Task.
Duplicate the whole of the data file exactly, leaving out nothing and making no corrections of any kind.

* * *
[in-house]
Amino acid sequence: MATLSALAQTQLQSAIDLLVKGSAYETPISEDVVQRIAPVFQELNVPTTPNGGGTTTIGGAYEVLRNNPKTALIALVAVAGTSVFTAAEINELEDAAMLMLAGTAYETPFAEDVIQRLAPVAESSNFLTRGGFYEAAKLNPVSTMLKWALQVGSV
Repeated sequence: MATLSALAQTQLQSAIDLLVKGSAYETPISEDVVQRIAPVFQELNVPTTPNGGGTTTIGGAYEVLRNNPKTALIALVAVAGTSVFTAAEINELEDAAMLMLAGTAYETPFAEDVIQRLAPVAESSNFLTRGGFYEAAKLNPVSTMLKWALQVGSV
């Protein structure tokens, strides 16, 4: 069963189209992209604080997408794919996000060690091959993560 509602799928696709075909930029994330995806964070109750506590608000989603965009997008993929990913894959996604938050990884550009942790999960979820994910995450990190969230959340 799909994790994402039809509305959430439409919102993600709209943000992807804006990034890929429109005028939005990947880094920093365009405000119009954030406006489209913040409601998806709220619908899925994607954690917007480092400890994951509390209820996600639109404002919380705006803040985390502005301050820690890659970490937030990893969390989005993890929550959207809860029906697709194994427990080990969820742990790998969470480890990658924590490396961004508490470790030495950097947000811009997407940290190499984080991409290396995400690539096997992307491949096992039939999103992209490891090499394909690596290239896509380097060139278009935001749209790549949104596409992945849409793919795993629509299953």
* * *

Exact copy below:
[in-house]
Amino acid sequence: MATLSALAQTQLQSAIDLLVKGSAYETPISEDVVQRIAPVFQELNVPTTPNGGGTTTIGGAYEVLRNNPKTALIALVAVAGTSVFTAAEINELEDAAMLMLAGTAYETPFAEDVIQRLAPVAESSNFLTRGGFYEAAKLNPVSTMLKWALQVGSV
Repeated sequence: MATLSALAQTQLQSAIDLLVKGSAYETPISEDVVQRIAPVFQELNVPTTPNGGGTTTIGGAYEVLRNNPKTALIALVAVAGTSVFTAAEINELEDAAMLMLAGTAYETPFAEDVIQRLAPVAESSNFLTRGGFYEAAKLNPVSTMLKWALQVGSV
């Protein structure tokens, strides 16, 4: 069963189209992209604080997408794919996000060690091959993560 509602799928696709075909930029994330995806964070109750506590608000989603965009997008993929990913894959996604938050990884550009942790999960979820994910995450990190969230959340 799909994790994402039809509305959430439409919102993600709209943000992807804006990034890929429109005028939005990947880094920093365009405000119009954030406006489209913040409601998806709220619908899925994607954690917007480092400890994951509390209820996600639109404002919380705006803040985390502005301050820690890659970490937030990893969390989005993890929550959207809860029906697709194994427990080990969820742990790998969470480890990658924590490396961004508490470790030495950097947000811009997407940290190499984080991409290396995400690539096997992307491949096992039939999103992209490891090499394909690596290239896509380097060139278009935001749209790549949104596409992945849409793919795993629509299953």